I remember an old episode of The Honeymooners where the Kramdens and the Nortons were taking etiquette lessons so they could get approved for a membership at the local Country Club. Their snooty instructor tells them, “There are two words in the English language that should never be used: one is ‘swell’ and the other one is ‘lousy’”, to which Norton replies, “Well give us the lousy one first…”
As I moved up the restaurant food chain from places that referred to themselves as “stores” and the guests were “Hon” and “Sweetie” (as in “Can I warm that up for you Hon/Sweetie?”), to more refined places full of “Sirs” and “Madams”, I learned there are certain words that should never be used during interactions with guests. There are no “folks” and there are no “you guys”. I learned that when a guest says “Thank you”, the response is “My pleasure,” as “You’re welcome” indicates you have done them a favor, not your job. I also learned that dinner is not a task to be completed; so, even though I have been served meat at restaurants that amounted to nothing more than an exercise in chewing, no, I am not “still working on that” (or even worse, the one word question when clearing, “Working?”) Generally it’s not “work”, it’s my dinner. I have had busboys ask me, “Done?” or “Finished?” These are just barely preferable to “Working?” and usually there is some language barrier involved. They still imply an arduous task that I may need help in completing. If these restaurants consider their meals such a job then, please, show me where the unemployment line is forming.
Too many servers go the other route and imply satisfaction where none has been previously indicated by employing the most overused word in the restaurant business: enjoy. I would like to see the word “Enjoy” banned for life from the vocabulary of everyone working in the restaurant business just on general principles. It is probably second only to “Excellent” on the overused and misused lists. Is it a verb, as in “Are you still enjoying?” (I’m not sure I ever started); or an adverbial modifier in the front-loaded question, “Was the main course enjoyable for you?” (just barely…). It’s two, two, two words in one!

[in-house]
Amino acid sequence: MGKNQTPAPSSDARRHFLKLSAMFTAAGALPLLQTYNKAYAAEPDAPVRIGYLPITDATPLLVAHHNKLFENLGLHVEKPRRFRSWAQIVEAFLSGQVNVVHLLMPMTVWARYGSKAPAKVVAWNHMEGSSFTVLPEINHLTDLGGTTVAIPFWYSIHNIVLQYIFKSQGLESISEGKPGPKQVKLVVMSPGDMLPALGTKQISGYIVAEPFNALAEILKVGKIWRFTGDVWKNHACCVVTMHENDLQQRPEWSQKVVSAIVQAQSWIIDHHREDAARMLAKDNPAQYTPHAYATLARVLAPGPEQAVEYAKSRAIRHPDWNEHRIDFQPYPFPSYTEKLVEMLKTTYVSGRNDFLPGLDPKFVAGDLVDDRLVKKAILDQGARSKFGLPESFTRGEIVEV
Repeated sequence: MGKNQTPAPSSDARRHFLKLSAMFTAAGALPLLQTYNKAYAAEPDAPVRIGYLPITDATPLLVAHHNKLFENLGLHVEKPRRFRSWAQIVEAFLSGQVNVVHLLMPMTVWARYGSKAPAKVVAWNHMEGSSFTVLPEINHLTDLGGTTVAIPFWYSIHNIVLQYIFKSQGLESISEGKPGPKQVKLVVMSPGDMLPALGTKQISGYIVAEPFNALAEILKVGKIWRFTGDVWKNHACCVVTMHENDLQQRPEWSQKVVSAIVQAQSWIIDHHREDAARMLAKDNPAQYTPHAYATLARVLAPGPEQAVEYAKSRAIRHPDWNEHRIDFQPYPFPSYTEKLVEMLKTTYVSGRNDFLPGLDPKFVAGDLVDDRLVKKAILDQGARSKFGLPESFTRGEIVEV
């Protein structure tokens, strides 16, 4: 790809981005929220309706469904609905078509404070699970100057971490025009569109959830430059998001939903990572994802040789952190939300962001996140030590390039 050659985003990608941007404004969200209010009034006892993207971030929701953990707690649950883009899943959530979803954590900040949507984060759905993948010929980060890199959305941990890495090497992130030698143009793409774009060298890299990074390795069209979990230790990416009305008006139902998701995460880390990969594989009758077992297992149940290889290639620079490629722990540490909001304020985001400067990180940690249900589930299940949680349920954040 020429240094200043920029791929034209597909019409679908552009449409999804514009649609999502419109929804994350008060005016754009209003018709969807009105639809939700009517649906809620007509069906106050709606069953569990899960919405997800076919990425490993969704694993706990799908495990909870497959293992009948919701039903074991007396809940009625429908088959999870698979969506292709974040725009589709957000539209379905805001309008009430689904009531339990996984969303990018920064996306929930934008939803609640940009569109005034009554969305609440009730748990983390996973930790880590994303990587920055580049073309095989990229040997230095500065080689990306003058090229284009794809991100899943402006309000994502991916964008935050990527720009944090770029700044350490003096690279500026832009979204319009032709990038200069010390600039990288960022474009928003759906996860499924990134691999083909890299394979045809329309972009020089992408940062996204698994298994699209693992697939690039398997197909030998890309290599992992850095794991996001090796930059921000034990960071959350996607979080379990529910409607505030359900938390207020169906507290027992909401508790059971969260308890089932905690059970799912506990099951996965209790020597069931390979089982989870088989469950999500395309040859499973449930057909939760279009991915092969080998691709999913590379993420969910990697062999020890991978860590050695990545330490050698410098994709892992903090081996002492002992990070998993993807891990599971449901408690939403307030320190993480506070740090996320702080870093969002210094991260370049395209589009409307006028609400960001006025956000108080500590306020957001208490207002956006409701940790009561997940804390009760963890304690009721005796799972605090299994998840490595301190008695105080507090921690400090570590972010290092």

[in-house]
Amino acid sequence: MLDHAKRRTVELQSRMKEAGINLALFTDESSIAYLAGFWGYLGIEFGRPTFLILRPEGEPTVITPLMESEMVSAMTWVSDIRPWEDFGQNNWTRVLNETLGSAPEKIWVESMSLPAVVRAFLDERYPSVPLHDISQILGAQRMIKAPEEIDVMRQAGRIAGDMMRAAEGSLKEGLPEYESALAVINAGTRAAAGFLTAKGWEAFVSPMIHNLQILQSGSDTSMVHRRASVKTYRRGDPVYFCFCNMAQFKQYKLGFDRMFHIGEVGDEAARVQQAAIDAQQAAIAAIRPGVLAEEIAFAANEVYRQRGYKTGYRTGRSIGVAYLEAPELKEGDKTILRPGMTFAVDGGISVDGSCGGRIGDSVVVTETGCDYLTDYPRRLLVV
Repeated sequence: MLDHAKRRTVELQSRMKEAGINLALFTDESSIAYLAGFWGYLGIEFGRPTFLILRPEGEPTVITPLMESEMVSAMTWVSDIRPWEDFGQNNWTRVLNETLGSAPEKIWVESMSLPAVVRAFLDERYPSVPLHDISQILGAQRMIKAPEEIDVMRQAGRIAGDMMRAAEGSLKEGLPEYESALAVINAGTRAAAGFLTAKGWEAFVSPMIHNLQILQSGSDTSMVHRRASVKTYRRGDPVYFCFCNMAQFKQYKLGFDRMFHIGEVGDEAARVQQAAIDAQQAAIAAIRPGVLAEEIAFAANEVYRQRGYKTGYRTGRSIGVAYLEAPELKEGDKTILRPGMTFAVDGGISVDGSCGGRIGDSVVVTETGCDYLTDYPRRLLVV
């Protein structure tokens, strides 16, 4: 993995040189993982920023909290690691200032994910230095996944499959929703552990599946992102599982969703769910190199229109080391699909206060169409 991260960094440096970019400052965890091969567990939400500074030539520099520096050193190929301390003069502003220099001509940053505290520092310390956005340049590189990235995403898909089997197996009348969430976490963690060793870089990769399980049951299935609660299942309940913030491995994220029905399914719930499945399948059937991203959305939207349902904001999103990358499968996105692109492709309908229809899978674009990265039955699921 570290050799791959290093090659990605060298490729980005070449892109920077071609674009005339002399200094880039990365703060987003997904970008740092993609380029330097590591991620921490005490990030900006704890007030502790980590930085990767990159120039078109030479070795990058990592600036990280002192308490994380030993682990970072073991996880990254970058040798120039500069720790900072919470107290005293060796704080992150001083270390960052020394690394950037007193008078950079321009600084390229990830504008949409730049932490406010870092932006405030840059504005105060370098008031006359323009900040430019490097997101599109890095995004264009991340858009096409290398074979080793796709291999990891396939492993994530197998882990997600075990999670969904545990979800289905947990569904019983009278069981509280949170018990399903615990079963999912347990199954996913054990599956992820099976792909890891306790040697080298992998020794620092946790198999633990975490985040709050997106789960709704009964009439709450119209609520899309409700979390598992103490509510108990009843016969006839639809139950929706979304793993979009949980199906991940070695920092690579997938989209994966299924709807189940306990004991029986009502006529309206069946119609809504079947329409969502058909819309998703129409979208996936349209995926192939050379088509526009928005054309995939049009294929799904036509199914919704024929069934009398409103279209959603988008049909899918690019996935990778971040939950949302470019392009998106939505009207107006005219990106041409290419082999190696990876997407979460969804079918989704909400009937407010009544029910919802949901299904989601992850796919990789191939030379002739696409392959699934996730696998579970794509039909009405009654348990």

And sometimes it is simply a one-word command indicating that you must approve of your dish before you have even lifted your fork, when your overly exuberant server sets down your plate and instructs you to “En-JOY!” Just “Shut-UP!” and “Mind your own BUIS-ness!”
- Here is the definition of “enjoy” according to Princeton University’s on-line dictionary service:
1. to experience with joy; take pleasure in: He enjoys Chinese food.
2. to have and use with satisfaction; have the benefit of: He enjoys an excellent income from his trust funds.
3. to find or experience pleasure for (oneself): She seems to enjoy herself at everything she does.
4. to undergo (an improvement): Automobile manufacturers have enjoyed a six-percent rise in sales over the past month.
5. to have intercourse with (archaic).
So, yes, sometimes I will
1. “experience with joy” and “take pleasure in” the dish I have been served, and occasionally I will
2. “have and use it with satisfaction”; I will even, on the rare occasion
3. “find or experience pleasure for myself” by eating it; and my waistline most definitely has
4. “undergone” something, although if you saw me in my underwear you would scarcely think it “an improvement”.
But if you want to know if us folks are still working on us guys’ excellent enjoyment, Hon, please go
5. “enjoy” yourself.